Going where no chainsaw has gone before

Yesterday the Beechcroft team joined us over at Swanwick Lakes. Our plan was to head over to the lost world that is ‘South reserve’ to start cutting and clearing some of the highly invasive Rhododendron and thin some Birch along the way. This is an area which has no public access mainly due to the awful nature of the terrain – the area is very similar to a volcano caldera, steep sides all around, quickly dropping into a lake at the bottom. It has previously been said that South lake could well be one of the largest water bodies in hampshire without fish and as a result holds a great population of Great crested newts.

South lake

South lake

The area we were clearing is very interesting as it shows signs of being acidic with sandy type soils. A small patch of fragile lichen heath is forming with patches of heather. The birch and willow, however, was starting to shade this area so we made great progress in thinning it out. We started on the waters edge as this pond is one of the Great crested newts favourites and getting more light into the pond will encourage vegetation, important for egg laying. We also cleared areas of Rhododendron, but as you can see from the right hand of this photo there is still more to do.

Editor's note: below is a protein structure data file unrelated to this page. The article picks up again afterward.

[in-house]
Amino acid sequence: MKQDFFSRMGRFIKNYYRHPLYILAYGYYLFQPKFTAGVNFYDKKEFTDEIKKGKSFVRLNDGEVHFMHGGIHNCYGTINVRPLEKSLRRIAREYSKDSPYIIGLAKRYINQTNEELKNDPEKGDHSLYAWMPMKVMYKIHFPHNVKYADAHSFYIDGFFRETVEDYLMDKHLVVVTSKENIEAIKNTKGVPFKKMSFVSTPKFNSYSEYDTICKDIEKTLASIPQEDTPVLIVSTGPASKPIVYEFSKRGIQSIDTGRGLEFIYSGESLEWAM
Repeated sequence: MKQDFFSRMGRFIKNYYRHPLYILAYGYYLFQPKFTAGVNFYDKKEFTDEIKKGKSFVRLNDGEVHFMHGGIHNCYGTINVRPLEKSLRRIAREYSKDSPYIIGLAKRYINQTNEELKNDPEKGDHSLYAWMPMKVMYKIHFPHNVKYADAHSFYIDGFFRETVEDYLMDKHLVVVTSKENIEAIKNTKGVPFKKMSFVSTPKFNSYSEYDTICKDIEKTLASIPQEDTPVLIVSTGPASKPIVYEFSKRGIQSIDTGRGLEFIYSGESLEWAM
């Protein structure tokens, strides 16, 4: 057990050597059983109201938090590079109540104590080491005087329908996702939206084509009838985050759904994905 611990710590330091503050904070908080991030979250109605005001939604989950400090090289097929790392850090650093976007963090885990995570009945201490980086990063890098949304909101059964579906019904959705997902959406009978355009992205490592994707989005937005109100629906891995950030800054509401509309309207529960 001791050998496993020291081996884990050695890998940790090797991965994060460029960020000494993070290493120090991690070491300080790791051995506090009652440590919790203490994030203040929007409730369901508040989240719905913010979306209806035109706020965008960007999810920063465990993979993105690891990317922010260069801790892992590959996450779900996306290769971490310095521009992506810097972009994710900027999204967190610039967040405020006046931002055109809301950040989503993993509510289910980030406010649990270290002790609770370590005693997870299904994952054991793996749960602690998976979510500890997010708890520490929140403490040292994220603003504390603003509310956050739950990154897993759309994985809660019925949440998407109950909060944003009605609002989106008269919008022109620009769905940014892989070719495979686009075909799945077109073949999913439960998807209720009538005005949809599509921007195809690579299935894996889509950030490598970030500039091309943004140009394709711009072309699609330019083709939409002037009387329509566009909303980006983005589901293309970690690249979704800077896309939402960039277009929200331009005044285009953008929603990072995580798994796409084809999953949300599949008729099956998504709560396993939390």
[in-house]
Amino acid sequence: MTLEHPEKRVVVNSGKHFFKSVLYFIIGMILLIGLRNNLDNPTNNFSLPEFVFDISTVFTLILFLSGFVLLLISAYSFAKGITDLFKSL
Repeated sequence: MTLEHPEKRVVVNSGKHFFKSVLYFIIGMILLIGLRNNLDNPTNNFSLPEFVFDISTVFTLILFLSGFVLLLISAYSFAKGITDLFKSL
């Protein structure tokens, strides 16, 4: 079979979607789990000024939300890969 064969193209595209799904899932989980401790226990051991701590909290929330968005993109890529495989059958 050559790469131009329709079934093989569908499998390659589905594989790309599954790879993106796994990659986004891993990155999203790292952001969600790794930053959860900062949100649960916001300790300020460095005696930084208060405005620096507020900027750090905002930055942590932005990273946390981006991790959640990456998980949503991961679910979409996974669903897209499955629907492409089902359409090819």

It was great to finally get into South reserve and do some work. Particularly as our results are quickly seen and could certainly benefit a selection of very interesting species. Hopefully we’ll get another day or two in before winter is up.


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